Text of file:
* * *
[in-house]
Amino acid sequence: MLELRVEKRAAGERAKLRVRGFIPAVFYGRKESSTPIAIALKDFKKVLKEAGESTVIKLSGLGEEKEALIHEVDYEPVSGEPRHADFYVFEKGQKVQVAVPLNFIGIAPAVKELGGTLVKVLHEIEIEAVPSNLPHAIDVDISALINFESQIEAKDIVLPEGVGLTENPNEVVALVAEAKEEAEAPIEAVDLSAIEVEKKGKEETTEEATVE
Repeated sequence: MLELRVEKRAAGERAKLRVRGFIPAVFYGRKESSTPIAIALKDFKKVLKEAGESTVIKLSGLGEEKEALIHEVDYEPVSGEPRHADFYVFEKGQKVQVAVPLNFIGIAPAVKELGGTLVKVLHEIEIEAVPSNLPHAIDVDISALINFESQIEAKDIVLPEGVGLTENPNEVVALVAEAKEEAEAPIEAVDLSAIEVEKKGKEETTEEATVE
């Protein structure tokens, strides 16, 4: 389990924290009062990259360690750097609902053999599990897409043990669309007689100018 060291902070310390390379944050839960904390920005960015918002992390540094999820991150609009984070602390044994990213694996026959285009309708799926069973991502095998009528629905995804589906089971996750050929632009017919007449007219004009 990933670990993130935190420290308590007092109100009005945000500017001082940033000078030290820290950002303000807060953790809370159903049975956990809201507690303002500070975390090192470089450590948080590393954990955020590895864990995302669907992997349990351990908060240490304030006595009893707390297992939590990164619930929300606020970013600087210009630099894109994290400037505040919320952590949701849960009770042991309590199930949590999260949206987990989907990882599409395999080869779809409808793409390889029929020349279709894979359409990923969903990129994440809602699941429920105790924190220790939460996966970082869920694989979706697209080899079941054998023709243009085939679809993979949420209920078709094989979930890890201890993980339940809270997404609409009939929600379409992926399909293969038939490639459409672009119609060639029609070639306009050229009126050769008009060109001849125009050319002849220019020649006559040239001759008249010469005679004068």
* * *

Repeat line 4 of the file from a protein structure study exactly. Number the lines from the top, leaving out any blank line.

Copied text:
């Protein structure tokens, strides 16, 4: 389990924290009062990259360690750097609902053999599990897409043990669309007689100018 060291902070310390390379944050839960904390920005960015918002992390540094999820991150609009984070602390044994990213694996026959285009309708799926069973991502095998009528629905995804589906089971996750050929632009017919007449007219004009 990933670990993130935190420290308590007092109100009005945000500017001082940033000078030290820290950002303000807060953790809370159903049975956990809201507690303002500070975390090192470089450590948080590393954990955020590895864990995302669907992997349990351990908060240490304030006595009893707390297992939590990164619930929300606020970013600087210009630099894109994290400037505040919320952590949701849960009770042991309590199930949590999260949206987990989907990882599409395999080869779809409808793409390889029929020349279709894979359409990923969903990129994440809602699941429920105790924190220790939460996966970082869920694989979706697209080899079941054998023709243009085939679809993979949420209920078709094989979930890890201890993980339940809270997404609409009939929600379409992926399909293969038939490639459409672009119609060639029609070639306009050229009126050769008009060109001849125009050319002849220019020649006559040239001759008249010469005679004068």